If you’re looking for ways to eliminate your high-interest debt, here are some of the potential benefits you can enjoy when you use a personal loan to consolidate:
- You may qualify for a lower interest rate.
- Personal loans have set repayment terms, giving credit card users more structure to their debt repayment plan.
- Replacing multiple debts and their monthly payments with one loan and one monthly payment can simplify your repayment plan.
- Paying off credit cards reduces your credit utilization rate, which can boost your credit score.
That said, there are some potential downsides to using a debt consolidation loan:
- There’s no guarantee you’ll be able to get a lower interest rate than you have now.
- The monthly payment on a personal loan may not be affordable for some.
- Some personal loans charge upfront origination fees.
- It doesn’t prevent you from adding more debt to your credit cards.
With debt consolidation, it’s best to borrow only what you need, which is the amount you’d like to consolidate. Note, however, that some lenders charge an upfront origination fee — which can be as high as 8% — which is then deducted from your loan disbursement.
As a result, you may not get enough to pay off your debt unless you account for that fee. If the charge is 5% of the loan amount, for instance, divide the amount you need by 0.95 to ensure you get the full amount needed. Also, it’s important to keep in mind that not all lenders may offer you the amount you need, so make sure you compare multiple options via Credible before you make a decision.
3. Balance transfer credit cards
A balance transfer credit card is another simple option for those who are behind on payments.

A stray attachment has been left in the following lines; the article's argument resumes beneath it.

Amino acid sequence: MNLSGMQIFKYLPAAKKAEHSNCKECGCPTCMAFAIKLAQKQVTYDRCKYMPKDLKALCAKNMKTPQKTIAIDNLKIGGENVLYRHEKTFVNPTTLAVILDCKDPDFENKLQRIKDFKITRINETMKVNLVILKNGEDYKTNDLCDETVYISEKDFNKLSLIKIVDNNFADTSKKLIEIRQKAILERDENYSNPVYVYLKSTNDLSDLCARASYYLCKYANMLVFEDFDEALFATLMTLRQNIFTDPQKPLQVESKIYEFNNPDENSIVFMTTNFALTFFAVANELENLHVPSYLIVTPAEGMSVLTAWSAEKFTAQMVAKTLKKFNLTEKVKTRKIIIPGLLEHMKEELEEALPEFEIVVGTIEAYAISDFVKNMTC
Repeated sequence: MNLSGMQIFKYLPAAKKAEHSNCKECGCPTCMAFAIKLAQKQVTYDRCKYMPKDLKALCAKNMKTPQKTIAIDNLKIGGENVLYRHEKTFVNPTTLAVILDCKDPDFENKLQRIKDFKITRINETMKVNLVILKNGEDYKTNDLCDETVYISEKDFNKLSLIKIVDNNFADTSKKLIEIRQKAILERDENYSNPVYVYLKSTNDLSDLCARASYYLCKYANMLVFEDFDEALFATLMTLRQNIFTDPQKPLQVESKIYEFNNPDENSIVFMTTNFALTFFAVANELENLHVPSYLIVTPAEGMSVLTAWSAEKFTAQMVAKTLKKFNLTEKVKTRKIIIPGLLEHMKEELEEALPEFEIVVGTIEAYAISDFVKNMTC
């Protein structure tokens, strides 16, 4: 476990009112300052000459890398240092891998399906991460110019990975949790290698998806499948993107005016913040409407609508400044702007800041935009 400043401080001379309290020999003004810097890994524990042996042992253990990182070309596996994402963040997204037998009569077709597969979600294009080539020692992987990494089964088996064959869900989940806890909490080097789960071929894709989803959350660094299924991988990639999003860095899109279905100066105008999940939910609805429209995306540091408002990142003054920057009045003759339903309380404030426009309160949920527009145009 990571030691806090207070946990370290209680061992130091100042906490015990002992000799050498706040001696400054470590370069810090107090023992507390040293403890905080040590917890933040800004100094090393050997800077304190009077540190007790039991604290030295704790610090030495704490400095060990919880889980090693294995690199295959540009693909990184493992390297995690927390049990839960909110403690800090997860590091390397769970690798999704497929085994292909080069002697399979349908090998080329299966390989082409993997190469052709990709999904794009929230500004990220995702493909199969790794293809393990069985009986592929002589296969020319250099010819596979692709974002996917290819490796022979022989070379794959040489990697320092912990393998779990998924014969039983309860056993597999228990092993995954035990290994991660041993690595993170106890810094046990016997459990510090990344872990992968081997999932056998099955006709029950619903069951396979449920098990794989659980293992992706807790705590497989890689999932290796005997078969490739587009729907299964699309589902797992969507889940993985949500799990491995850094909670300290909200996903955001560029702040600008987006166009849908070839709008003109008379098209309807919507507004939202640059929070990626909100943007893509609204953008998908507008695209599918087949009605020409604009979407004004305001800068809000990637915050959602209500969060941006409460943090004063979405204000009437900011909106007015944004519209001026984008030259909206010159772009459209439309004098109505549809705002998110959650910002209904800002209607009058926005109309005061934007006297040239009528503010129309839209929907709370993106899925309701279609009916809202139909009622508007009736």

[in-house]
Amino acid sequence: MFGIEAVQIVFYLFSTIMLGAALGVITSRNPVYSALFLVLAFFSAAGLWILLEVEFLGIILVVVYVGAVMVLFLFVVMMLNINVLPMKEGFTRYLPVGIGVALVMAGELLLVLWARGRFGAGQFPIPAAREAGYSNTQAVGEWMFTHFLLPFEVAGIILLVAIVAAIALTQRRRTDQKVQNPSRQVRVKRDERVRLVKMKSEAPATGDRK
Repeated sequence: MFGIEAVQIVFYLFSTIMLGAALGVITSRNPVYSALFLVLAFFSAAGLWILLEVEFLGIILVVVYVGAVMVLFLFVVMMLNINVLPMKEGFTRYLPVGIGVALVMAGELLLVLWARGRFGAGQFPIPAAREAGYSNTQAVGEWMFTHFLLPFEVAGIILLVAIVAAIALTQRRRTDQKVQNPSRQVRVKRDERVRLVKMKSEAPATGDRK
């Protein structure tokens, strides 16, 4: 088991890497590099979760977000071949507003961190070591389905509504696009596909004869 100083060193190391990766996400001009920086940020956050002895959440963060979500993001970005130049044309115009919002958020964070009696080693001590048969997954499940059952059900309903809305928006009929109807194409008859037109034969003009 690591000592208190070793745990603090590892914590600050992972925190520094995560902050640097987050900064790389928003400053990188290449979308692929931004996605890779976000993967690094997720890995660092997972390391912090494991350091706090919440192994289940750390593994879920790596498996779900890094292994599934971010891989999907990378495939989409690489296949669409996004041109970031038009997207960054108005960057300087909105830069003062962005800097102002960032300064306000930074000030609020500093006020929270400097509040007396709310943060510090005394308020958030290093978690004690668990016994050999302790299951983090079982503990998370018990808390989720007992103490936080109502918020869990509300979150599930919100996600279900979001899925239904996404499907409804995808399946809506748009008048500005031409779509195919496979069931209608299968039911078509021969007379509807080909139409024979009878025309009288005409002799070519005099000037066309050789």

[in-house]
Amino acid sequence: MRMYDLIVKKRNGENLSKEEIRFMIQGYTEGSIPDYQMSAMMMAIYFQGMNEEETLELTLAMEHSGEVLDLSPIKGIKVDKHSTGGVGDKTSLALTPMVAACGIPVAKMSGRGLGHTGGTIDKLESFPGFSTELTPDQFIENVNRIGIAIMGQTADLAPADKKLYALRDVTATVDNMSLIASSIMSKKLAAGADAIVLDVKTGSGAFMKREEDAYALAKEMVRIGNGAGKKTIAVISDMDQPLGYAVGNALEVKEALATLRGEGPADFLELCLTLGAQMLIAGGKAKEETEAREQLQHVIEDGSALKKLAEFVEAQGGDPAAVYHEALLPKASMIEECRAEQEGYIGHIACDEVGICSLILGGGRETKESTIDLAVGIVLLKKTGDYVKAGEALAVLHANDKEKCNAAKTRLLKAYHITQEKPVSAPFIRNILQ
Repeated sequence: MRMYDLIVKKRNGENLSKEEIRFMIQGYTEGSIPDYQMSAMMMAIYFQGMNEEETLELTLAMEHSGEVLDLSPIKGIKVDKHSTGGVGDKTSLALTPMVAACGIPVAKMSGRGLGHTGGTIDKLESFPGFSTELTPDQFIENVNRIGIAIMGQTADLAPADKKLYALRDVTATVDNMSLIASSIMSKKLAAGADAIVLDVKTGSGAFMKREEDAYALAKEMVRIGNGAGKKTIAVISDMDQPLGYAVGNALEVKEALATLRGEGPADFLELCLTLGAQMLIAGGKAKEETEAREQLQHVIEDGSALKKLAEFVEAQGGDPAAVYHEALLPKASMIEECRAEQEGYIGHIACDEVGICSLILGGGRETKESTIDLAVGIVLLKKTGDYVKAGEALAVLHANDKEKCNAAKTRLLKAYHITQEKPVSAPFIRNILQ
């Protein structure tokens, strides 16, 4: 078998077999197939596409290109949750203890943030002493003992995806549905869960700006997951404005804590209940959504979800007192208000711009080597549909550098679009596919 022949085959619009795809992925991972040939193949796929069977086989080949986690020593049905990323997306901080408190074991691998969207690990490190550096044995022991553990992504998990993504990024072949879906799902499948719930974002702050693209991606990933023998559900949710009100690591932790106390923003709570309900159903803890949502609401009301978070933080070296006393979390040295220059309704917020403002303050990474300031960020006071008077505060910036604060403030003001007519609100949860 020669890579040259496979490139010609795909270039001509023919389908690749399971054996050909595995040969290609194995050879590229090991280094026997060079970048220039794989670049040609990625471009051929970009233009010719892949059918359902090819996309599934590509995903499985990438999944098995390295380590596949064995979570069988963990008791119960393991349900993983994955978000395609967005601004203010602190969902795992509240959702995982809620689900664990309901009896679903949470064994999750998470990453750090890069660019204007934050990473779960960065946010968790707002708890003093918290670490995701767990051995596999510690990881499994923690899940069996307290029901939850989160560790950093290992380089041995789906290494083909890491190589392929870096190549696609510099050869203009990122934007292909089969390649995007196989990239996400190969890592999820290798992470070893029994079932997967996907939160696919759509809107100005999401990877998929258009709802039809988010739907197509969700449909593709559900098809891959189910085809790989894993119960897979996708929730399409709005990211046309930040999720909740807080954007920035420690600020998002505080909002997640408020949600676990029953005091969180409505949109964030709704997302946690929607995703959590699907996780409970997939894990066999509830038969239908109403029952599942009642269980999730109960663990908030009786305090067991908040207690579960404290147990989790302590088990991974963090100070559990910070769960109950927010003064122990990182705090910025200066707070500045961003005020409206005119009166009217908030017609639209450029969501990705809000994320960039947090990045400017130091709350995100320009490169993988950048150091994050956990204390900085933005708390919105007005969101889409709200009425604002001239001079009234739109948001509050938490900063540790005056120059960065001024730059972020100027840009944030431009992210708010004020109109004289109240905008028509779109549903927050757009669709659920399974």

These cards offer an intro 0% APR promotion for balances transferred from another card. If you have good credit or better, this can be a great way to save money while you pay down debt. Some cards charge a transfer fee of up to 5%, though.
If this is something you're considering, head to Credible today to view some of their best balance transfer credit card options, as well as their intro APR offers, any transfer fees, and terms.
4. Home equity loans or HELOC
For larger balances, it may make more sense to borrow from your home’s equity. These loans typically offer rock-bottom rates but do charge high closing costs.
Like many personal loans, HELOCs are primarily used for home remodels, improvements, or to cover an emergency expense. Use Credible to compare personal loan rates from top lenders and see which makes sense for you.
If your credit isn’t in great shape, debt consolidation with a personal loan may not be affordable. In this scenario, consider working with a credit counselor to get on a debt management plan. Credit counseling agencies can negotiate lower interest rates and monthly payments with your creditors and make your payments more affordable.
As you consider all of your options, make sure to visit Credible and use their personal loan calculator and browse their best personal loan offerings to get an idea of what that option would cost compared to others.